- Capitalism and Alternatives -

Looky what I found

Posted by: Chris ( USA ) on October 10, 1999 at 17:35:35:

United States-Copper-Sueharto Connection-

In 1965 a US backed Indonesian Military invaded East Timor, why would the US back a goverment that would go on to kill over 200,000. Was East Timor a threat? A population of 600,000 would hardly be a threeat. Was it's slightly leftist goverment? Some believe so, and some of that may be true, but the true story is about capitalist greed.

Ertsberg is a mountain within Indonesia's borders, which is home to vast amounts of copper. First discovered by dutch explorers in the 1930's, it was almost forgotten by the time World War II broke out. Then during the 1960's, Freeport-McMoran (a copper and gold mining buisness) stumbled on the dutch findings. Ertsbergs fate was sealed that very minnute.

Operations first started at Ertsberg, two kilometres away, a once rocky outcrop rich in copper which has now been reduced to a 360-metre water-filled pit. It was the first major mining contract signed between the Suharto regime and the US. The United States Goverment new this would be highly profitable, so they sold weapons & ammunition at a low cost to the Sueharto Regime. They did not care if it went to the killing of hundreds of thousands. The US wanted there preciouse copper, to them the copper equaled more wealth. They didn't care about the bloodshed.

While Ertsberg would soon run out of it's once vast mineral sources, another, much larger deposit was soon found, Grasberg. Soon the local people saw what capitalist industry really was. Protests from local people led to negotiations in January 1974, in which the company offered to provide some basic facilities -- housing, school, health clinic and employment opportunities. The agreement turned out to be very much in the company's favour, excluding local people from any further say over development of the area. No mechanism for compensation was worked out.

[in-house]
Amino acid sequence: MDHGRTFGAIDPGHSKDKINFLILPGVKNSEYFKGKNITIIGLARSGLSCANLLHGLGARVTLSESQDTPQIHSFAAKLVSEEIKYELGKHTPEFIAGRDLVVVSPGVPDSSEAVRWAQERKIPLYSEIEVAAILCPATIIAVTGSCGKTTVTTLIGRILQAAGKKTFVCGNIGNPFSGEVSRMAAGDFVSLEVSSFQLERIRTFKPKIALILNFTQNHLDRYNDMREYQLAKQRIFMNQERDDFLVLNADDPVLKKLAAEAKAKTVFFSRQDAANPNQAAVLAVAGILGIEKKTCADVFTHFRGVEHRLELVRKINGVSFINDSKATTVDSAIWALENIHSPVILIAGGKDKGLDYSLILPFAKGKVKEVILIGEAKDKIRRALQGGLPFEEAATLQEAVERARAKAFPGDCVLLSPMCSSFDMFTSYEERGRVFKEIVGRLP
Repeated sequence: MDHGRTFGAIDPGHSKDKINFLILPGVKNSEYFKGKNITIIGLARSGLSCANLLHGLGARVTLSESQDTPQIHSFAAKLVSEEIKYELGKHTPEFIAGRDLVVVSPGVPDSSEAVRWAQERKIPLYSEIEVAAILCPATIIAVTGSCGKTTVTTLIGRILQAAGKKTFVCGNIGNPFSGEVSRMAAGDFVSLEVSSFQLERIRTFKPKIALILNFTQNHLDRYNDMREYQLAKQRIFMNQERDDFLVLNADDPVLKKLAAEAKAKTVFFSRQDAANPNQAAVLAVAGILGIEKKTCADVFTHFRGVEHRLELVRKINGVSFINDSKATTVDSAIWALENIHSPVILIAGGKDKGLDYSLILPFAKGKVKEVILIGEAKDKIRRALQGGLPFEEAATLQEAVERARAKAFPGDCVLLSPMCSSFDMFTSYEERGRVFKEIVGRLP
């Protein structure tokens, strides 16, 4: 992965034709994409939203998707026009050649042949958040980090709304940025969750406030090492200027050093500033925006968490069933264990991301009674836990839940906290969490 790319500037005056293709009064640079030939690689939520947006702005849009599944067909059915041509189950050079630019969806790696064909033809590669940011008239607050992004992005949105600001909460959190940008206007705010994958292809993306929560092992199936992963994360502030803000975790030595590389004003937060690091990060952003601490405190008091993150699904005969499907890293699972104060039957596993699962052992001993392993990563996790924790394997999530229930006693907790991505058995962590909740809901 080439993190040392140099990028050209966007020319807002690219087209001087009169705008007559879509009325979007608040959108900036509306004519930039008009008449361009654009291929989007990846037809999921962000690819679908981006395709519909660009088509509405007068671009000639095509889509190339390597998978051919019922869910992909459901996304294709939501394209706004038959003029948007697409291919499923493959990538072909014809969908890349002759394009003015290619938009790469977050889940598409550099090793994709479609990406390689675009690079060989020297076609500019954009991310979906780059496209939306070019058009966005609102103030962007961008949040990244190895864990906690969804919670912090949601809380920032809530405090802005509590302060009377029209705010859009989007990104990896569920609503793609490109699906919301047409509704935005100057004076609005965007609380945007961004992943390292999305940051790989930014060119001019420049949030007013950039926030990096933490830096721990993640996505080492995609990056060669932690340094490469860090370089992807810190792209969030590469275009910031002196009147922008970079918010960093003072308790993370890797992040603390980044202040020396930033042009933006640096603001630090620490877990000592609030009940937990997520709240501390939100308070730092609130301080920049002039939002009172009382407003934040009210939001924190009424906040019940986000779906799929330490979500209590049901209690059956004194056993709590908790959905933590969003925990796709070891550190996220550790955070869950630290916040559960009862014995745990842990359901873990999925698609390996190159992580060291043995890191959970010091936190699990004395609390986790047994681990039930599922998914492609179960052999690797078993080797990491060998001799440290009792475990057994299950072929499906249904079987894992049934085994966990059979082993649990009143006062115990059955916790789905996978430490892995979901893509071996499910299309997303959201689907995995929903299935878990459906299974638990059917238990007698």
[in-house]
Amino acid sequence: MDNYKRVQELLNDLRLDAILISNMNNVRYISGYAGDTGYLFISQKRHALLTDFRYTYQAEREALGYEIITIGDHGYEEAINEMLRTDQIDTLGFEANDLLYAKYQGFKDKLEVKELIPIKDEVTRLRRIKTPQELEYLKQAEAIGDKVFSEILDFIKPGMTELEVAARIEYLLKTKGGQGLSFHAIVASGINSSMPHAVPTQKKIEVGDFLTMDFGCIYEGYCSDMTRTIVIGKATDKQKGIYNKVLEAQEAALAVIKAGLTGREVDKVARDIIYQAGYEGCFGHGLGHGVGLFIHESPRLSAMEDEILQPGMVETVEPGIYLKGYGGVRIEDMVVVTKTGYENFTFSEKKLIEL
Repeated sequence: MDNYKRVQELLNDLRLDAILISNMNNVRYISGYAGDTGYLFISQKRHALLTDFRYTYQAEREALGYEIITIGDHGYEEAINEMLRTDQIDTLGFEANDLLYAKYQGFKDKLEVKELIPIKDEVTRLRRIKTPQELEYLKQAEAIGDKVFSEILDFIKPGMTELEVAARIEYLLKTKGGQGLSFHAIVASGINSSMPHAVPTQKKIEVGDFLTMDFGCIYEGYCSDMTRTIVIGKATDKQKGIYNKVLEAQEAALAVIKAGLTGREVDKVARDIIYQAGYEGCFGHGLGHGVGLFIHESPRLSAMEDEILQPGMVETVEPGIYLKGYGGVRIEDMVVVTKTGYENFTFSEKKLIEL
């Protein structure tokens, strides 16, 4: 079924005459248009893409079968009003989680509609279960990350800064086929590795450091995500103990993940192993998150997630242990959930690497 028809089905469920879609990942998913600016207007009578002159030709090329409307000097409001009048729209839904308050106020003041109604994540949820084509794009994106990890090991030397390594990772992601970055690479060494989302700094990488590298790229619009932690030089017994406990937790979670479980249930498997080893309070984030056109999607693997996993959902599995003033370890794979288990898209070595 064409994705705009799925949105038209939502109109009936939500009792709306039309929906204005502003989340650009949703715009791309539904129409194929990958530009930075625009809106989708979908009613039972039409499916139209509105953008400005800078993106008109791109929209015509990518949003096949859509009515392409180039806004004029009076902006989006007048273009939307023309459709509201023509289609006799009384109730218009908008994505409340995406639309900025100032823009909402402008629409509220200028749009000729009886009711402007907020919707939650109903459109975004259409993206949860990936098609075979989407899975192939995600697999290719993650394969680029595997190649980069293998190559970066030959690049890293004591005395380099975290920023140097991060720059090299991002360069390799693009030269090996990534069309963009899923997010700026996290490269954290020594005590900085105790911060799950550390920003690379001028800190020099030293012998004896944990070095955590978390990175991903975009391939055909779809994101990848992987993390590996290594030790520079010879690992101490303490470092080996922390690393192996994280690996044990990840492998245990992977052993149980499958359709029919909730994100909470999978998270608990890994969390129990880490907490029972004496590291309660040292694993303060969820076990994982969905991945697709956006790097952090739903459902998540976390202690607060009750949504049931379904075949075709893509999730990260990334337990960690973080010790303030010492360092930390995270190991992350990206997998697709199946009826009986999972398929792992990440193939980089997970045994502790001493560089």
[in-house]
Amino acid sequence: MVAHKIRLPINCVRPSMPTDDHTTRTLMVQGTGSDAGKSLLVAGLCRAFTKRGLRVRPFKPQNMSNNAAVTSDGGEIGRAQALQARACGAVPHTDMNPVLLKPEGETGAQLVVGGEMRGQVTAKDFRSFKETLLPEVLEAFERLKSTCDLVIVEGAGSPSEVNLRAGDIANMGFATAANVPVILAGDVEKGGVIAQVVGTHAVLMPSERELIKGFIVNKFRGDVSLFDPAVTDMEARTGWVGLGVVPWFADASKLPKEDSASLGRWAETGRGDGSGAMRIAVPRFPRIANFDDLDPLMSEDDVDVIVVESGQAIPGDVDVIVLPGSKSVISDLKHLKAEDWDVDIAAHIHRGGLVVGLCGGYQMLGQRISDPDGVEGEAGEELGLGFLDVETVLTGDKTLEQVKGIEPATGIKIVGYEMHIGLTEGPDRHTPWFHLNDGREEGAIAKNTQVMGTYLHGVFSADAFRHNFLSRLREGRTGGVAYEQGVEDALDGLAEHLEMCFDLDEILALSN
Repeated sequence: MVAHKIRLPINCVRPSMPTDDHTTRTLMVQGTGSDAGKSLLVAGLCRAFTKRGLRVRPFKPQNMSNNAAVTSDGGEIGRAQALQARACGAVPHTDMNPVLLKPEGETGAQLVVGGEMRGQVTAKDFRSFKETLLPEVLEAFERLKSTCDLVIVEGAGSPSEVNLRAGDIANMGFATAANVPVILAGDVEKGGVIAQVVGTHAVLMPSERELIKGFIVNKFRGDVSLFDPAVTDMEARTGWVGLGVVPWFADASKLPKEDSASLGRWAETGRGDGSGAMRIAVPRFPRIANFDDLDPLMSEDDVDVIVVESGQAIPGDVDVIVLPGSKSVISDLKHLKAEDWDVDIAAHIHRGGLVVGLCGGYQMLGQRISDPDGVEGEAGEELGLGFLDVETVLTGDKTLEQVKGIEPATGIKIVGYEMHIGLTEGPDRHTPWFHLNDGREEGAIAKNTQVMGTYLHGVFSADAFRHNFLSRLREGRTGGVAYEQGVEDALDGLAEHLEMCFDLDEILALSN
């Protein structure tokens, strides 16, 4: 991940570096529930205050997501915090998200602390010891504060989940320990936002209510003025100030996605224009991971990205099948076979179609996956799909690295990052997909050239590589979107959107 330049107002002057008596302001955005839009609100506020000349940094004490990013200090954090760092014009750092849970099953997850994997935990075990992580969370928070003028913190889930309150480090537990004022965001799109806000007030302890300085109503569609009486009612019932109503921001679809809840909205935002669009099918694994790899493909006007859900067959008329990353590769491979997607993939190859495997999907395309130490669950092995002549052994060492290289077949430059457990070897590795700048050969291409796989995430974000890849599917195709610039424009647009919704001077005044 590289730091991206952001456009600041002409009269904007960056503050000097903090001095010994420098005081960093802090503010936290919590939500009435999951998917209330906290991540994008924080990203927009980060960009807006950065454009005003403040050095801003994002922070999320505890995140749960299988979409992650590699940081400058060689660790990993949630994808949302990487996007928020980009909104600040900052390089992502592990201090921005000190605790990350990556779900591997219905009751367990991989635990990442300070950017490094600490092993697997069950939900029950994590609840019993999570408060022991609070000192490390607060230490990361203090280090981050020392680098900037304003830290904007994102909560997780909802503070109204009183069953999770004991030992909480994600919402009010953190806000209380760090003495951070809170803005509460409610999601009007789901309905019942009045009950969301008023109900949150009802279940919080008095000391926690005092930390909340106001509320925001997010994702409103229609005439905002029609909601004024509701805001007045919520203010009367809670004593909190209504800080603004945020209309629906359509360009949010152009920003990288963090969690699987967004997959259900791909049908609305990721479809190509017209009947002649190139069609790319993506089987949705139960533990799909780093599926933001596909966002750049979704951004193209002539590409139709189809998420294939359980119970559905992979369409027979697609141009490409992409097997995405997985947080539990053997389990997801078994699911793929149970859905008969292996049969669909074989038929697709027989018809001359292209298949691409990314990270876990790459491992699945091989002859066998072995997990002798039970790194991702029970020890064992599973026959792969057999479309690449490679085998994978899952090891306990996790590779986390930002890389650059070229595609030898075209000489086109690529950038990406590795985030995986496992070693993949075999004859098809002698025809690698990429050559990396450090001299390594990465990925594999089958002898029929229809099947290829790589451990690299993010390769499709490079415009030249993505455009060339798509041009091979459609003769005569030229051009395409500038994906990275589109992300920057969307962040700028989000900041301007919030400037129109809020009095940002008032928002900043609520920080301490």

Tensions between the local people and the company simmered until 1977, when they reached flashpoint. Angered and in desperation, the Amungme people, with the assistance of Free West Papua independence fighters, blew up the pipeline which carries the copper concentrate from the Freeport mine to the coast for export. The US backed Indonesian government responded by sending the air force to strafe and attack villages with cluster bombs. The uprising which followed throughout the region was brutally suppressed; the government forcibly resettled communities away from the mine near the coast. In June 1980, 216 people died during an epidemic that swept through the resettlement camp. This included more than 20% of the infant population.

Freeport has continued to maintain a close relationship with the Indonesian military. Murphy has praised the armed forces as "by and large a generally well-trained, efficient apparatus and, Dili notwithstanding, I am not aware of any major problems in Irian Jaya [West Papua]". The military personnel harass and detain those who speak out against the mine. Local police assist in the protection of company property. Since the late '70s the situation has improved little for the local people. Many live in the shantytown on the outskirts of Tembagapura known as "Mud Town", which contrasts sharply with the luxury homes of Freeport staff. The company-provided school has no teacher, and the health centre is run by one civil servant with no medical training.

When Sueharto was overthrown, the US saw no more need to back the Indonesian Goverment. They had vast copper supplies and would continue to get them. Soon after the US goverment denounced Sueharto's actions and began to support East Timors independence. The US and Sueharto Regime worked hand in hand, the US got it's copper and protection of it's copper mine. While Sueharto recieved weapons and ammunition. The true story over the occupation of East Timor and the funding of a far-right oppressive regime is all about mere copper.


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